Now hackers can focus on ONE API to place their pop-up ads inside your house, in your picture frame, on your refrigerator door. OR I can just see shady repair shops driving by your house with a device that disables your thermostat, then send someone to your door just in the nick of time, offering to fix it!
Job insecurity is a good thing. It has a way of motivating people to do what they have to do, to keep their job. Sure, some schools will have stupid expectations of teachers, and will fire them for the wrong reasons. But there are SOME schools with leadership that is insightful and wants the best for their children. These schools will try hard to keep good teachers, and let bad ones go. The old system tied the hands of administration at these schools, meaning they had to keep the bad teachers. Tenure rules made sure that ALL schools would have to keep bad teachers, even the ones that do have good leadership. The schools that have bad leadership...the children at those schools are screwed regardless of tenure.
If these people have ever watched any TV, they will know that the ultimate algorithms are recursive algorithms. If they used those, they should be in good shape figuring out where people want to go!
Your check engine light comes on. See how much help you get calling GM! They'll tell you to take it to a dealer (which, by the way, is not part of GM).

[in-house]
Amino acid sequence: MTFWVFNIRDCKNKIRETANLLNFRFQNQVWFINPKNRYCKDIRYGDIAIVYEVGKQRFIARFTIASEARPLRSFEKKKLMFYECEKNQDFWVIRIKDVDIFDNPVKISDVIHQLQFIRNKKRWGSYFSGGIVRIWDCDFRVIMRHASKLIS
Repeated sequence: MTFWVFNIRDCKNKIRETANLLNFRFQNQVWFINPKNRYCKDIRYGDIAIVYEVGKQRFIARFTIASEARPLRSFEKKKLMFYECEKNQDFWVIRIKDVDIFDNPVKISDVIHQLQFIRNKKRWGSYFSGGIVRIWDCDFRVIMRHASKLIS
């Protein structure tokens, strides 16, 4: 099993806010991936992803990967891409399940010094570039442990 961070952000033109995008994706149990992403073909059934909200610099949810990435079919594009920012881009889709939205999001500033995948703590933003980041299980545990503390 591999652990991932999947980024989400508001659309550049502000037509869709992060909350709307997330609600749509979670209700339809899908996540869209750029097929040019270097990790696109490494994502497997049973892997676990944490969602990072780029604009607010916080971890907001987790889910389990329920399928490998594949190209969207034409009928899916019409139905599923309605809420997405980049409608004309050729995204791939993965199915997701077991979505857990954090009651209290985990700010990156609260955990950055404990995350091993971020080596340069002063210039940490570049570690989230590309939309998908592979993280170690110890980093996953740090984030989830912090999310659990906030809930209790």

Oh, so you got a "free" 10 year, 100,000 mile warranty? Oh yes, you paid for that, and it wasn't cheap. You just weren't allowed to opt out.
Why do we expect free technical support for computers?
Personally, when I search Google for something, I get what I want on the first page of listings, Usually, what I want is the first or second item in the list. Google has gotten really, really good at figuring out what people want.
And it's not MetaFilter.
In this case, I think MetaFilter's problems are more related to their own inability to stay relevant, than anything Google did.
Yes, there are crazy amounts being paid for certain lucky tech companies. SnapChat turning down $3 billion, for example. Sorry, the company simply isn't worth more than half of the S&P 500. So in the sense that some social media-related companies are being bought by the giants for huge dollar amounts, there is a bubble.
But the bubble isn't extending to the bottom of the food chain. In the 90's, anybody who could say "Java" could get six figures, and any guy with a hair-brained idea and a few programmers, could get VC money from rich guys who did random things to choose where to sink their money. It's not like that now. These days, you have to actually be able to write software, to get a good job, and you have to have a viable business, to get VC dollars.
I always thought programming was fun!
Maybe if it's painful to you, you should try a different line of work.
In terms of processor cycles, it takes a LONG time to type any kind of command for the computer to execute. It doesn't mind, it just spins happily, waiting for the end of our slow key presses.
Just as we can interpret input that comes in the form of visual cues, speech, or written words, any future AI is likely to have all of these capabilities as well. And that AI, being built by humans, is going to be well-adapted to human speed. Why would we make AI that was NOT suited to interaction with humans?